East County Sports

Madden recovers for win at Coeur d’Alene

Cardiff by the Sea's Carrie Lester won the women's open event in 8:54:51 at Coeur d'Alene on June 27.
By Nick Pellegrino
ECS staff writer

KOOTENAI COUNTY, Idaho —- The annual Ironman Coeur d’Alene alternates between a full triathlon in odd-numbered years and a half-distance event during even-numbered years which made this season’s event brutal enough. But when you throw in barbaric weather conditions, it’s a wonder meet officials didn’t cancel the race.

“Cancel? No way!” said Kurt Madden, the world’s top-ranked competitior in the 65-69 age group. “We’re called ‘Ironman’ for a reason.”

Despite morning temperatures starting at 98 degrees, extending to triple-figures in the afternoon coupled with high humidity due to the year-round snowpack surrounding the Lake Coeur d’Alene Valley, Madden came out on top once again in his age division.

Despite poor times by all athletes because of the savage conditions, Madden set the pace in his age group to remain unbeaten in 2021 by caputirng Ironman Coeur d’Alene, held on June 27.

Madden is already qualified for the Ironman World Championships in Kailua-Kona, Hawai’i, come October 9 following last season’s cancellation due to the world COVID-19 pandemic. The swim/bike/run event “where champions race” is now in its fifth decade; the event debutd in 1978.

The mountainous  topography surrounding Coeur d’Alene,including several steep rises in elevation,  is already challenging. However, the weather forced many athletes to abandon the race mid-stream. As many as 600 starters reportedly didn’t finish the course.

“What is the difference between torturous, brutal, or insane?,” quipped Madden, the native of San Diego who started his professional career as a swim coach in East County. “Somehow these words seem interrelated.”

“At Coeur d’Alene, I experienced all of these words.”

It’s not what one expects when starting a race consisting of a 2.4-mile swim, a bike ride of 112 miles, then running a marathon covering 26.22 miles, all back-to-back-to back.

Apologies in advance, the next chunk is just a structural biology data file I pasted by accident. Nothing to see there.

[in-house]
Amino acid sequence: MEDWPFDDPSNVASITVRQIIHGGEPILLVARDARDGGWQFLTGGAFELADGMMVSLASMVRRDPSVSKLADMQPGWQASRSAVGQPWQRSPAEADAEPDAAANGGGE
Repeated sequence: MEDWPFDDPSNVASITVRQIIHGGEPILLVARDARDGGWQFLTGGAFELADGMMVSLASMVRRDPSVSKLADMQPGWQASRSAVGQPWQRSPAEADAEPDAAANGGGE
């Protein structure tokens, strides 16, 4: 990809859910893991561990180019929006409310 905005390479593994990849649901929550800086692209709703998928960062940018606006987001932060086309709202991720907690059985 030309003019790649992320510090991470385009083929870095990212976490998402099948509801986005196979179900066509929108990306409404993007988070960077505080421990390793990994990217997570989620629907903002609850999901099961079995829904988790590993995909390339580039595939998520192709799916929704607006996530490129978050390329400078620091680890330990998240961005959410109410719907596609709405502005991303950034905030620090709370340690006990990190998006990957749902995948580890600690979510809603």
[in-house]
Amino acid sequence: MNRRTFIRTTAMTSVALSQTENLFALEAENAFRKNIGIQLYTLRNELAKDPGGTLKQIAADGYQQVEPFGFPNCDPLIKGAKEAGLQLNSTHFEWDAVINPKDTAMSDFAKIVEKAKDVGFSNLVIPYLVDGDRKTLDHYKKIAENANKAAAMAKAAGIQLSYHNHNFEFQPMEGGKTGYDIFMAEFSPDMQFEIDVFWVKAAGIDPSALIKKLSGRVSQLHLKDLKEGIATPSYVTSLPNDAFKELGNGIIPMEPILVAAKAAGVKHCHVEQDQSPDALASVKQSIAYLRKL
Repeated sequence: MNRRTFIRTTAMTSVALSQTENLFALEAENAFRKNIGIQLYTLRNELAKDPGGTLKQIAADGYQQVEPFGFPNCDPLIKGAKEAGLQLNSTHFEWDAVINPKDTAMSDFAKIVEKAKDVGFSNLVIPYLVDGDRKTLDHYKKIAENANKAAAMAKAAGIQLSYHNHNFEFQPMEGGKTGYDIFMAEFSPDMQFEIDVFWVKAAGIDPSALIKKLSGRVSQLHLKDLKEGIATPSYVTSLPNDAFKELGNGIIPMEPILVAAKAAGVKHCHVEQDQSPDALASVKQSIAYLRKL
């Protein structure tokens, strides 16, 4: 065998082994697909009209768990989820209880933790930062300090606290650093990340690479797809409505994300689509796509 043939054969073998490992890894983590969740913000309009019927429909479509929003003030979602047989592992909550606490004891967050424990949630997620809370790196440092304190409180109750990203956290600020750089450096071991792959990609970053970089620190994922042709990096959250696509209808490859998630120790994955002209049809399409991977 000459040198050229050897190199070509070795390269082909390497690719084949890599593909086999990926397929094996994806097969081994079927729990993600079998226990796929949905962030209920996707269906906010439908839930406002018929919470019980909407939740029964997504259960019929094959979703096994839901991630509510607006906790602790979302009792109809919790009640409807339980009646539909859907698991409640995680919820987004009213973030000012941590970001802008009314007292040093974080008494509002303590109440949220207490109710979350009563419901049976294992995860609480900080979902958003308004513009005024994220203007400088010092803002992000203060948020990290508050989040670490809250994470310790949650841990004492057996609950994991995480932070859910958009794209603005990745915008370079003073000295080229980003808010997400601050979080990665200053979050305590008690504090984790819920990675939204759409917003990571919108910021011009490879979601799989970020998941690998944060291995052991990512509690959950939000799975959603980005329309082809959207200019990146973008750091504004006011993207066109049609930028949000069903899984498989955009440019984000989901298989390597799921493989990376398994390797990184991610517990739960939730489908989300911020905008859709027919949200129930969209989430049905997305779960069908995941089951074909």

“Let’s start with the fun stuff that I really cherished as the event starting at 5:35 a.m. with the mindset to ‘swim, bike, run, and have fun.'”

Instead, the race became the biggest endurance challenge of Madden’s 40-plus year career.

The swim went, well, swimmingly, with no issues at all,” he noted. “I was pleased to finish the swim in 1:00.30.”

“Onto the bike, the first 80 miles were beautiful with very little wind and tolerable temperatures.”

Then everything suddenly changed.

“Around Mike 85, I noticed  it was getting much hotter, my heart-rate was increasing, my wattage and/or power was dropping and I started to bind and cramp.”

“I was near the end f my supply of electrolytes and made it a point to ask every person I encountered if they could share a few extra electrolytes or pills, and also started  to take in more gels, Gatorade, and water.”

This was during the cycling phase of the triathlon; Madden still needed to follow with a marathon.

“As the day became hotter and hotter, I just told myself to just be efficient and not push too hard. However, get off the bike as soon as possible.”

With quads, hamstrings, and hip flexors continuing to cramp, Madden completed the phase in 6:09, a respectable timing considering the bike route included more than 7,000 feet in vertival climbing.

But with temperatures steadily rising, the marathon loomed.

“As I pulled into T2, I knew I was in trouble, so took in more electrolytes and the reality sunk in that it was about 98 degrees. It was no fun starting a marathon when all I could do was walk, jog, shuffle, and pray. ‘

‘About a mile into the marathon, a volunteer gave me some water with too much salt.’

Madden’s body kept enticing his brain to stop and resign.

“At Mile 6, my stomach blew up and needed to get to a port-o-potty as soon as possible.  Somehow, I was able to make it, and — OMG — I looked at my watch and figured I would be out on the course for six hours which has never happened before.”

“At the end of the first loop or 8.5 miles, I was a millimeter away from ringing the bell and calling it a day.”

Pulling out is something not typically found in Madden’s vocabulary.

“Somehow, I kept going and started to feel better and was actually running.  At Mile 17, I asked someone if they knew what place I was in and beyond shocked when I learned I was leading by 45 minutes.”

“I kept pushing despite the heat and was grateful for everyone who had hoses out in the front yard and spraying you down as you went by.

Fortunately for Madden, following more than 12 hours on the course, the finish line was near,

“The last 400 yards and getting onto the red carpet was heaven and was truly amazed that I finished this race, despite a super slow time in the marathon of 5:20 with the temperature at the finish at 101 degrees.”

Although his final time was slow by his personal standarfd), Madden learned he would remain No. 1 in the world after seeing the results from all competitors.

“I learned that over 500 people out of 2,000 starters had a DNF or did not finish,” he noted.

Madden’s perseverance directly led to another championship, and to take some time to allow his body to recover.

“The volunteers were incredible and it was so nice to get back to the hotel with Kelly (his wife), take a shower, relax, and watch the Olympics.  This was a day that I will remember for many, many, many years!”

Up next for Madden will be the Ironman 70.3 event which will be held in Salem, Ore., on July 25


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